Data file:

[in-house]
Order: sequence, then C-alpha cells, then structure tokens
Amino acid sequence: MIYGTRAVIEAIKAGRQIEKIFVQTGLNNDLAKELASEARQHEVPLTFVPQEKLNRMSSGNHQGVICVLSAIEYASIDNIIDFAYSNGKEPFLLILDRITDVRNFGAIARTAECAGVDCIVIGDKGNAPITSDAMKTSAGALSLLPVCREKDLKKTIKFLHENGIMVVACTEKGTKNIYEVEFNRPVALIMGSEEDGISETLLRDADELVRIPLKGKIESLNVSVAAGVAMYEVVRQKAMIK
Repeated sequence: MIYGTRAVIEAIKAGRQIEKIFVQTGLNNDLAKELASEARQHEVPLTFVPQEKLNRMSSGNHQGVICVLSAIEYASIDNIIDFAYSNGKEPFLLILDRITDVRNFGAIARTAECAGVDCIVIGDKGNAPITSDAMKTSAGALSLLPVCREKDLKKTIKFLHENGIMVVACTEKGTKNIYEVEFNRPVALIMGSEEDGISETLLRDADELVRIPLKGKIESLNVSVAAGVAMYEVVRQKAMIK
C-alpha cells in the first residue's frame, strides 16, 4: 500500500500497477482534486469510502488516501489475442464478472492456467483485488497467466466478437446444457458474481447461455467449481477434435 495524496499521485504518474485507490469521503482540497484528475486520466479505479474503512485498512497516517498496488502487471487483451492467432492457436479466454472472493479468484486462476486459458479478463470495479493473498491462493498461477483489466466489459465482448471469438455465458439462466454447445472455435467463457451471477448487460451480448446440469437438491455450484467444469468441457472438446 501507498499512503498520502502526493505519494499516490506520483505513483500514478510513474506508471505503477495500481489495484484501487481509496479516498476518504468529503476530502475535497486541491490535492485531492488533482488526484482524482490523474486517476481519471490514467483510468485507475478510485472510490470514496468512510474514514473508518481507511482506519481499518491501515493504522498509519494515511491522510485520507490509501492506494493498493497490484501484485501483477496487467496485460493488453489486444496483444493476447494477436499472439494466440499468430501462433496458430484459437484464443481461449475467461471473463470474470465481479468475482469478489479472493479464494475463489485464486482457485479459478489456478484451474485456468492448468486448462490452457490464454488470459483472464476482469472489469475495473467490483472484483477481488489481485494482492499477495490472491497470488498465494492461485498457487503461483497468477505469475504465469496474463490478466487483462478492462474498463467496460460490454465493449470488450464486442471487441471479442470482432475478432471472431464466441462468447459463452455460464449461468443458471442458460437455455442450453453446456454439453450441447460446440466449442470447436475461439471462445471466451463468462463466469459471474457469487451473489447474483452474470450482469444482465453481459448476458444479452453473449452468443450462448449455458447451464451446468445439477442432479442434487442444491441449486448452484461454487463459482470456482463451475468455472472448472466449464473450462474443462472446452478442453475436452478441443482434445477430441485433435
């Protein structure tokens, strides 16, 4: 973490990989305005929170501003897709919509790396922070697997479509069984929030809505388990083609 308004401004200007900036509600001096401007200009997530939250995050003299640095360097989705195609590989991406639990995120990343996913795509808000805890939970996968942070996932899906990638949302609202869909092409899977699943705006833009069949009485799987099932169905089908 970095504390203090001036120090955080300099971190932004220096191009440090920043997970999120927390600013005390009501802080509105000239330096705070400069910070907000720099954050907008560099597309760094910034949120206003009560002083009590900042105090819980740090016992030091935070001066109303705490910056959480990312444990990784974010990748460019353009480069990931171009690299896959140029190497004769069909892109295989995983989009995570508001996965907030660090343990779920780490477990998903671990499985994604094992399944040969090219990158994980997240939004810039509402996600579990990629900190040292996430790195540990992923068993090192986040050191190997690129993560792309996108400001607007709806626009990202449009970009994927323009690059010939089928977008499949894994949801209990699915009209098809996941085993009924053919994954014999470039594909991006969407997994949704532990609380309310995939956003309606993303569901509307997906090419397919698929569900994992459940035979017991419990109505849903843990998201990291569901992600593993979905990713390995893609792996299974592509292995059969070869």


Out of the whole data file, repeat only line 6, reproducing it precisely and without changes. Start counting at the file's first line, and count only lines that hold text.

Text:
């Protein structure tokens, strides 16, 4: 973490990989305005929170501003897709919509790396922070697997479509069984929030809505388990083609 308004401004200007900036509600001096401007200009997530939250995050003299640095360097989705195609590989991406639990995120990343996913795509808000805890939970996968942070996932899906990638949302609202869909092409899977699943705006833009069949009485799987099932169905089908 970095504390203090001036120090955080300099971190932004220096191009440090920043997970999120927390600013005390009501802080509105000239330096705070400069910070907000720099954050907008560099597309760094910034949120206003009560002083009590900042105090819980740090016992030091935070001066109303705490910056959480990312444990990784974010990748460019353009480069990931171009690299896959140029190497004769069909892109295989995983989009995570508001996965907030660090343990779920780490477990998903671990499985994604094992399944040969090219990158994980997240939004810039509402996600579990990629900190040292996430790195540990992923068993090192986040050191190997690129993560792309996108400001607007709806626009990202449009970009994927323009690059010939089928977008499949894994949801209990699915009209098809996941085993009924053919994954014999470039594909991006969407997994949704532990609380309310995939956003309606993303569901509307997906090419397919698929569900994992459940035979017991419990109505849903843990998201990291569901992600593993979905990713390995893609792996299974592509292995059969070869």